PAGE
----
Throughout her career and well into her retirement, Phyl has been a keen weaver – spinning, dying and producing beautiful lengths of cloth on two large looms in her home. Using the fabric, she made clothes for herself as well as upholstering furniture and cutting small squares to adorn Christmas and birthday cards. She often can be seen in one of the beautiful sweaters that she’s knitted over the years, reflecting her keen sense of colour and design. A lifelong member of the Toronto Guild of Spinners and Weavers, Phyl retains many contacts in that community.

Last November for their annual get together, the Wellesley gang brought food, cutlery, dishes, and glasses – everything necessary for a gracious lunch – to a sunny dining room on the Veteran’s Wing at Sunnybrook in Toronto where Phyl now lives. They came from all directions, united by their fondness and respect for a fellow professional who had inspired them and influenced their practices and their lives early in their careers. At 97, Phyl continues to enjoy these reunions and retains her calm sense of herself and what things are important in life.

I feel very lucky to have had a chance to meet and get to know Phyllis Carlton as I prepared this piece and have been struck by the loyalty and affection she’s inspired in her colleagues. She has a well deserved place in our history and a life membership in the Canadian Physiotherapy Association recognizes the important part she’s played in our formation as a rehabilitation profession.

Danny Slack Interview by Wendy Campbell our roving reporter

Photo of Daniel Slack
Daniel Slack

To inaugurate the first issue of our alumnae bulletin in this new format, we’re launching a series of profiles of graduates showing how and where they’ve taken their place among the new and exciting developments in health care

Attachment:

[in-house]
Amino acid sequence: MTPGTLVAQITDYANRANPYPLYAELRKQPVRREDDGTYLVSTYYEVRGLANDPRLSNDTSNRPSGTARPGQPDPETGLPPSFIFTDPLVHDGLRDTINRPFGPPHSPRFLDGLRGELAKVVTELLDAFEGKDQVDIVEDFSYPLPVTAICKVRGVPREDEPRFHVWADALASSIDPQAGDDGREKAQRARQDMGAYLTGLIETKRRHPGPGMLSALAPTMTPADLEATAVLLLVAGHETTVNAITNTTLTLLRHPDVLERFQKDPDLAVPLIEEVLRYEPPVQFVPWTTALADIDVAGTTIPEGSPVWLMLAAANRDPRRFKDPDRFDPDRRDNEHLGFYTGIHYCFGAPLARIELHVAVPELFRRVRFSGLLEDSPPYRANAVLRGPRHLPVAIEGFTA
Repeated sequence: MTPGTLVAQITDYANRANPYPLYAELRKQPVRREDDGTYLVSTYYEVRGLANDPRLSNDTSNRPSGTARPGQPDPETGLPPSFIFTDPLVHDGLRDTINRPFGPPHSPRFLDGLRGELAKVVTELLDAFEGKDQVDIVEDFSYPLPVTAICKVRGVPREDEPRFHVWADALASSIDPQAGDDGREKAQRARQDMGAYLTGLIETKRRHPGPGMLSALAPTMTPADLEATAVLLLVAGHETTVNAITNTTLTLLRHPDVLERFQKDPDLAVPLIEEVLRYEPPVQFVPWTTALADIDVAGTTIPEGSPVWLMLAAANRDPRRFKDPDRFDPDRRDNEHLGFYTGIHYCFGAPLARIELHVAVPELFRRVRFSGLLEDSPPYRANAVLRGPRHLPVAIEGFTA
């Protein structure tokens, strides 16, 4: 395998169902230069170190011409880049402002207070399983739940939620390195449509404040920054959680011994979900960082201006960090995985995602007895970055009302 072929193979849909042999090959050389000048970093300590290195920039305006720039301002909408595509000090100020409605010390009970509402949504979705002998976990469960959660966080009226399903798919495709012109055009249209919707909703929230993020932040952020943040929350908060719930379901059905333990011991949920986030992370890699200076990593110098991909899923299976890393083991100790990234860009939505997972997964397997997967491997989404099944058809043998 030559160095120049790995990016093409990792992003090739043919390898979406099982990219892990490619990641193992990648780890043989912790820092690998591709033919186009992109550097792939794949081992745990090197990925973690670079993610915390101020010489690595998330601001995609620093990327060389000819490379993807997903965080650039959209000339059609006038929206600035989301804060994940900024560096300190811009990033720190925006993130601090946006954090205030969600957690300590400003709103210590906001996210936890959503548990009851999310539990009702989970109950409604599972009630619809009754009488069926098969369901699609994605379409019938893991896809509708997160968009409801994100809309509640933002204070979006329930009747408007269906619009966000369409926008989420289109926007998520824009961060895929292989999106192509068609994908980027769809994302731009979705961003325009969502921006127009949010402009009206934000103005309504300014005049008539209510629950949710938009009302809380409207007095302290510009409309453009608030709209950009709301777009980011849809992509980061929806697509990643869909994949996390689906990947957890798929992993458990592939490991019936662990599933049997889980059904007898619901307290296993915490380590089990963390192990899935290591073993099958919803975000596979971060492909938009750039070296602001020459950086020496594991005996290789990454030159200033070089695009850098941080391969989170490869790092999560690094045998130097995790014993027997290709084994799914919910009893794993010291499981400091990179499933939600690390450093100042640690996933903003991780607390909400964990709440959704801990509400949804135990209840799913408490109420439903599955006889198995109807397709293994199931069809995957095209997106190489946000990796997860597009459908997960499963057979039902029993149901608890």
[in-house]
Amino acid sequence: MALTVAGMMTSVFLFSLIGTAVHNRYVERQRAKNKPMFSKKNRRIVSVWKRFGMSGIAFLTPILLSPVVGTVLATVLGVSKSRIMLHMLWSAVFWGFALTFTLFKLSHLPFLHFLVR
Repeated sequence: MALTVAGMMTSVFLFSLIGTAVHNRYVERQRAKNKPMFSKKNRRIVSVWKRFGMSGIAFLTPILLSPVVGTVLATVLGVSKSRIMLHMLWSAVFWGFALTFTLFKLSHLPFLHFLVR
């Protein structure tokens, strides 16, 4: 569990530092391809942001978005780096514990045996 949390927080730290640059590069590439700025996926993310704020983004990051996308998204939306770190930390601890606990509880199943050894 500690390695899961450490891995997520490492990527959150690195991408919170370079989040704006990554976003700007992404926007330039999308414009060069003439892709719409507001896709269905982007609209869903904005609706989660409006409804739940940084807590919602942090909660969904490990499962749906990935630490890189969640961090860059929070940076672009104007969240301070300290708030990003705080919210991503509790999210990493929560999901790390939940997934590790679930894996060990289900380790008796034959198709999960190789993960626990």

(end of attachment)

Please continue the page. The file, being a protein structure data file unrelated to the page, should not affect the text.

When I first met Danny Slack about 5 years ago, he was an undergraduate in physiology, playing guitar and singing with a group of young musicians doing a weekly gig with patients at the Toronto Grace Health Centre. Next thing I knew he was a physio student and we discovered our common background. He graduated with an MScPT in 2015 (chosen by his classmates to be valedictorian) and is now on staff at Toronto’s Sunnybrook Health Sciences Centre in the Critical Care Unit.    

Since it’s possible for a person in acute care  to lose up to 40% of their strength in a week, Danny  and other members of a team focus on combating weakness  with early mobilization and as much activity as is safe for the patient.  There may be trauma from traffic accidents or advancing medical conditions and the challenge Danny faces as a physiotherapist is to find exercises that will challenge the muscles while accommodating equipment and allowing the healing process to progress. It may be as simple as passive range of motion movements and encouraging deep breathing, but the intervention gives patients a sense of hope that they will progress to more.   

Danny’s first job, six years as a firefighter in his native UK, gave him a sense of how he liked working in an area of critical activity and as part of a team. His experiences in an undergraduate placement at Sunnybrook and as a musician at the Grace exposed him to a range of people and conditions and strengthened his sense of purpose. He loves his current job and, although it can be heart breaking  at times, the support of the team and the importance of the work he’s doing make him very happy with his choice of career.